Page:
January 17, 2011


 "Why can't I do that?"
"Because you're short.  So you can't reach it yet."
"You have long arms...
"Did you know your wingspan equals your height?"
"I already know that.  It's weird..."
"...but true?  You really like those books, don't you?"

Da sister and da baby brother boo clean up after pancakes every Saturday (or holiday, like today).  Da creature asks a thousand questions, and she patiently answers each of them, while insisting that he help with the dishes...she's "teaching" him how to do the dishes.  This is her method.  She stays cheerful and doesn't give up HER agenda while he, the Great Distracto, attempts to derail everything with a stubborn determination that has yet to equal hers, but rivals that of a mongoose facing off with a cobra.  They are deliberate about the combat, and she has always won.

It was that way in Top Soccer, too.  She could work with any kid, any disability, because she'd assess what he/she could and could not reasonably do, and then make workarounds that meant they'd stay focused on soccer and fun while avoiding the sentimental pitfalls of the WHINE.

In my house, pancakes seem to banish the WHINE.  Da Creature knows that if he just does what I ask him to do...measure this, read this, get me the eggs, smash yolks, cut butter, "stir", "sift" (in quotes because his version of these activities is not what you'd normally expect from those verbs), and generally put up with not getting what he wants RIGHT THIS INSTANT, the pay off is bacon and pancakes.

He can get a bad case of the WHINE, though, about most everything else.  The WHINE is a phenomenon that adults/teachers create in their disabled kids/students.  It is the way of the "give up".   The way the child has of communicating that the activity at hand is distasteful or difficult and that he or she is so afraid that he or she will fail, or disappoint that they just make this whine sound and try to change your mind about whatever it is you want them to do.  Da sis's workarounds are brilliant.  They never ever once acknowledge the whine, but address it with action and a smile.  We'll do this.  We'll do it this way.  No, you can't do that instead...we're gonna do THIS.  She never "validates" the WHINE, she never allows them to feel bad, and she ALWAYS gets her way.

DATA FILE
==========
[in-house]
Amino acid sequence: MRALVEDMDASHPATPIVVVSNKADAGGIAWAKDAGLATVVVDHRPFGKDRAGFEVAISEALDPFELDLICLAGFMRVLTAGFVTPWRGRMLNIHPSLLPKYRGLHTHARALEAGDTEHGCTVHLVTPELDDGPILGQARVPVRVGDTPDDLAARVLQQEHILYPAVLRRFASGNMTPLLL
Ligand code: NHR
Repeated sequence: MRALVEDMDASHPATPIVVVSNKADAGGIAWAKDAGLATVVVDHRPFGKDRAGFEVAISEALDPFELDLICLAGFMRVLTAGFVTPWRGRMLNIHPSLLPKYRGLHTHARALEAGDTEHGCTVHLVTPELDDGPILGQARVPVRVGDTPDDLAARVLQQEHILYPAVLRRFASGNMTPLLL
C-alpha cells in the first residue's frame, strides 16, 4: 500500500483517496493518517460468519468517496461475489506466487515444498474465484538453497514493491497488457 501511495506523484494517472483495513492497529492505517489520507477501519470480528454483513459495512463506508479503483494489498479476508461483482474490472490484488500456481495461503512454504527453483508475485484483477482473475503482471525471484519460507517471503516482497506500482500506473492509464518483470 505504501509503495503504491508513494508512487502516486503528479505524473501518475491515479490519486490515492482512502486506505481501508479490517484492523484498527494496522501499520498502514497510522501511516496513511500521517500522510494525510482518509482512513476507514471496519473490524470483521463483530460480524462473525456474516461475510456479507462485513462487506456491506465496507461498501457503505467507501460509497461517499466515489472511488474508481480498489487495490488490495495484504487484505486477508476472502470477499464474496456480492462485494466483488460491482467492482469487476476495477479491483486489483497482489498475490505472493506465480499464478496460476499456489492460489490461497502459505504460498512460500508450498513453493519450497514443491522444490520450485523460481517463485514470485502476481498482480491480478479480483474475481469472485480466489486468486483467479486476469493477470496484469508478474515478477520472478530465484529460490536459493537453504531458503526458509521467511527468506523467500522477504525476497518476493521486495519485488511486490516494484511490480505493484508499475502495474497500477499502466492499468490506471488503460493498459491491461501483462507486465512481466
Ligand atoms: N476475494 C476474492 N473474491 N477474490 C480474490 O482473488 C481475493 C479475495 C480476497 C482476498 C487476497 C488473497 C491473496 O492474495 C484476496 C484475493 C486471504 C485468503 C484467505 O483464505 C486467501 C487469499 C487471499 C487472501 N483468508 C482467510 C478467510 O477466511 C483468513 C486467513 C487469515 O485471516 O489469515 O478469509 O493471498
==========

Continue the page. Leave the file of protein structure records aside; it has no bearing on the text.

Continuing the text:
Sometimes, I have to admit, I do give in to the WHINE.  I let him give up.  I give up.  Everybody needs a cheerful non-giver-upper in their lives, no matter how obnoxious that person can be when you REALLY don't want to do something.  Without her...he'd never even try to put the flour away on the top shelf of the pantry.  (I'm so glad he's still too short...it won't be long before there's no where left for me to put things and I'll have to engage him on every object I care about, which is a very daunting thought.  But for now...it's all good).

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